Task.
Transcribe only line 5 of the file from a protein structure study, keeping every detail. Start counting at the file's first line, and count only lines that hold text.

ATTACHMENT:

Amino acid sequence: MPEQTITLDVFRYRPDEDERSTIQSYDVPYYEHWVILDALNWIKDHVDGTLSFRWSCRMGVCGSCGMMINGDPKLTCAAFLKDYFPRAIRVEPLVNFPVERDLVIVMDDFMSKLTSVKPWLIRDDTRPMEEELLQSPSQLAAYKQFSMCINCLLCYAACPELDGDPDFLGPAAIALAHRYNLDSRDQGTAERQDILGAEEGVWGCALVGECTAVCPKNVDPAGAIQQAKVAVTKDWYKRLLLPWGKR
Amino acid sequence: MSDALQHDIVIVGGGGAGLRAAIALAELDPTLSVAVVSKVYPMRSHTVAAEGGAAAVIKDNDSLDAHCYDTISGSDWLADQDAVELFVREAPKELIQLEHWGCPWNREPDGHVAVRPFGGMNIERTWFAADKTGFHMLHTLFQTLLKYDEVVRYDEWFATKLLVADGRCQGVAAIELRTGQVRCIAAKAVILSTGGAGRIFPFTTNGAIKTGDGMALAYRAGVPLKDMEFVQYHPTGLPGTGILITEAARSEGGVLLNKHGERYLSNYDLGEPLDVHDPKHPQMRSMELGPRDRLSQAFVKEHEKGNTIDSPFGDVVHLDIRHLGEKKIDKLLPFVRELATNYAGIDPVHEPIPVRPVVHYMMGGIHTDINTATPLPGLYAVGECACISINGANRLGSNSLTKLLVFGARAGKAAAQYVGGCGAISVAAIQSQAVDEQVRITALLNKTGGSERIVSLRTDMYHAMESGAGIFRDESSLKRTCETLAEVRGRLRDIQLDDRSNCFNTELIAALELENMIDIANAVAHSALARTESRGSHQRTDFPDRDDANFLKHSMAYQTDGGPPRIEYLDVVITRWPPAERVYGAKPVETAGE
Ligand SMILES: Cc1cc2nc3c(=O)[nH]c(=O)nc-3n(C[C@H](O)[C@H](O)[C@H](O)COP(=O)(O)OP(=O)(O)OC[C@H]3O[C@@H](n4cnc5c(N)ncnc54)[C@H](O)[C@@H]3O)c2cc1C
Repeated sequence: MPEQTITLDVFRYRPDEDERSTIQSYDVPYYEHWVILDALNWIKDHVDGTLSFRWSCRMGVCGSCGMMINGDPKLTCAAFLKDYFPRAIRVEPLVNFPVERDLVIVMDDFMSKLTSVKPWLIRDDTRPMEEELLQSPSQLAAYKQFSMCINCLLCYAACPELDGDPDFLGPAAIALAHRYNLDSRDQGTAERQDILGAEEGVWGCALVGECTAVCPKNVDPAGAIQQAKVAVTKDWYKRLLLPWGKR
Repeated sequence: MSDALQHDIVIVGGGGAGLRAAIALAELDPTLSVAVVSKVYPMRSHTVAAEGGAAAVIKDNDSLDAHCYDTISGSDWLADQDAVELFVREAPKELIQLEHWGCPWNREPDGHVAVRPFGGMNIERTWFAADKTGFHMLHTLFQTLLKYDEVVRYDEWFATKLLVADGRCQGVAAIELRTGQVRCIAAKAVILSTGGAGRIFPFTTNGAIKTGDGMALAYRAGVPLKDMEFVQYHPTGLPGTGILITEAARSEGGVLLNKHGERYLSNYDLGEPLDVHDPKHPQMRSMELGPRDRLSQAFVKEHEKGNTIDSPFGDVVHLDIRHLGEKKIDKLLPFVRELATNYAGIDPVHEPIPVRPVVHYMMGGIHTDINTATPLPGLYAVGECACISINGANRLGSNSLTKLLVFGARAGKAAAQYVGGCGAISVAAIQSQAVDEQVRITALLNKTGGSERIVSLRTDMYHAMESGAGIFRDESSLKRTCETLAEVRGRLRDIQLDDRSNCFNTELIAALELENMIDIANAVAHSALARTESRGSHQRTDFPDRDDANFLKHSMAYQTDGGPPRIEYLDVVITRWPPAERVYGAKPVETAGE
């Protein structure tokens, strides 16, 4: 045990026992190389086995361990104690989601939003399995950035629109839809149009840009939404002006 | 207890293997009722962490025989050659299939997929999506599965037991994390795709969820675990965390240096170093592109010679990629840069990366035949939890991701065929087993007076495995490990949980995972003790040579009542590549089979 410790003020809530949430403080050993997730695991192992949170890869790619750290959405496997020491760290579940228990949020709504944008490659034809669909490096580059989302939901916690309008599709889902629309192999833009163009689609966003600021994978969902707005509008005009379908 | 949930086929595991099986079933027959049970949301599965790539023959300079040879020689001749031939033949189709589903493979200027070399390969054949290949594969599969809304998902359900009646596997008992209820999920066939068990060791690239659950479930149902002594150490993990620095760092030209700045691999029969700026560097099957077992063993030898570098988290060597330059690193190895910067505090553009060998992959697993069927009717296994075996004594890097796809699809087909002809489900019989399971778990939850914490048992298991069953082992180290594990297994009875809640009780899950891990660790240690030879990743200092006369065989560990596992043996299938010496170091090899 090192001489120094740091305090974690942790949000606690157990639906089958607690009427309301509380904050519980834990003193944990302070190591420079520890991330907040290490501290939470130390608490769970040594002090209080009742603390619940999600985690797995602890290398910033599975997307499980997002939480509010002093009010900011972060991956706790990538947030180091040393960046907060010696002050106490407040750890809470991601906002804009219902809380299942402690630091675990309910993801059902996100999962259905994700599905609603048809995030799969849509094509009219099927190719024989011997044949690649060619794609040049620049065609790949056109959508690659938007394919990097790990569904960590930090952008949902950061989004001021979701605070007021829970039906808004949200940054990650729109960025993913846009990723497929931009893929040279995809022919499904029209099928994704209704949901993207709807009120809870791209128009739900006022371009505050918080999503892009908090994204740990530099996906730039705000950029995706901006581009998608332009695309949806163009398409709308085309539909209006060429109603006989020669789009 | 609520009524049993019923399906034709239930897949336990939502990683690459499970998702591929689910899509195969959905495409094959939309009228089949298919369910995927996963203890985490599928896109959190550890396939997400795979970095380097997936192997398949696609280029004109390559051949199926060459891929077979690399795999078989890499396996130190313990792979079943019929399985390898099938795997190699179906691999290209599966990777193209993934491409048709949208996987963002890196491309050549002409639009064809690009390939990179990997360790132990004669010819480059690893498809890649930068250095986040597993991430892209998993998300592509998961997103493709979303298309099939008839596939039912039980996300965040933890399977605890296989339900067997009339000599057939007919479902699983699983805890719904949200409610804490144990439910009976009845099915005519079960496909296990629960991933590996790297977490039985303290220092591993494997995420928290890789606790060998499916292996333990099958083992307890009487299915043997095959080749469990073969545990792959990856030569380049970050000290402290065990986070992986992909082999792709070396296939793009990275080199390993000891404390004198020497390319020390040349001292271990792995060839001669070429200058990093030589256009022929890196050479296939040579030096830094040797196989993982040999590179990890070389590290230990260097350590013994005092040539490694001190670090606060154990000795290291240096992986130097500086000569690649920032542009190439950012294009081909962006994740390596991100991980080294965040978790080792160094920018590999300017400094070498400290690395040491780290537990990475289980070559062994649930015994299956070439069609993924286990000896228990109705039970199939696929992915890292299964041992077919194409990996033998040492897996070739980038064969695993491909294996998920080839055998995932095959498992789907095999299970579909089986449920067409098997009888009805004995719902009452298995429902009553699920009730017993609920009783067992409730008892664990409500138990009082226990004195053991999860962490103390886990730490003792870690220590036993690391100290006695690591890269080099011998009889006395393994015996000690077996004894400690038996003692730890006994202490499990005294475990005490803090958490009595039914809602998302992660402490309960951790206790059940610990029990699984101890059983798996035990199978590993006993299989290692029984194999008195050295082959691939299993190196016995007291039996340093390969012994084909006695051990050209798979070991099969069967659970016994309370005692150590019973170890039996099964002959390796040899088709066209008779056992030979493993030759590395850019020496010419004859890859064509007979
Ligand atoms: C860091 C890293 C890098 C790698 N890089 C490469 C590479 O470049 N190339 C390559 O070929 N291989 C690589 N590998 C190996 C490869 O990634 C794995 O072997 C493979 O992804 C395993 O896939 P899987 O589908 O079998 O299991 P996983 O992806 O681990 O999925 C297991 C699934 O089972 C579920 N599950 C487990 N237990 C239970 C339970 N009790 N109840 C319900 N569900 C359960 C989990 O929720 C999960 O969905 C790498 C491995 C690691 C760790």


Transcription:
Repeated sequence: MSDALQHDIVIVGGGGAGLRAAIALAELDPTLSVAVVSKVYPMRSHTVAAEGGAAAVIKDNDSLDAHCYDTISGSDWLADQDAVELFVREAPKELIQLEHWGCPWNREPDGHVAVRPFGGMNIERTWFAADKTGFHMLHTLFQTLLKYDEVVRYDEWFATKLLVADGRCQGVAAIELRTGQVRCIAAKAVILSTGGAGRIFPFTTNGAIKTGDGMALAYRAGVPLKDMEFVQYHPTGLPGTGILITEAARSEGGVLLNKHGERYLSNYDLGEPLDVHDPKHPQMRSMELGPRDRLSQAFVKEHEKGNTIDSPFGDVVHLDIRHLGEKKIDKLLPFVRELATNYAGIDPVHEPIPVRPVVHYMMGGIHTDINTATPLPGLYAVGECACISINGANRLGSNSLTKLLVFGARAGKAAAQYVGGCGAISVAAIQSQAVDEQVRITALLNKTGGSERIVSLRTDMYHAMESGAGIFRDESSLKRTCETLAEVRGRLRDIQLDDRSNCFNTELIAALELENMIDIANAVAHSALARTESRGSHQRTDFPDRDDANFLKHSMAYQTDGGPPRIEYLDVVITRWPPAERVYGAKPVETAGE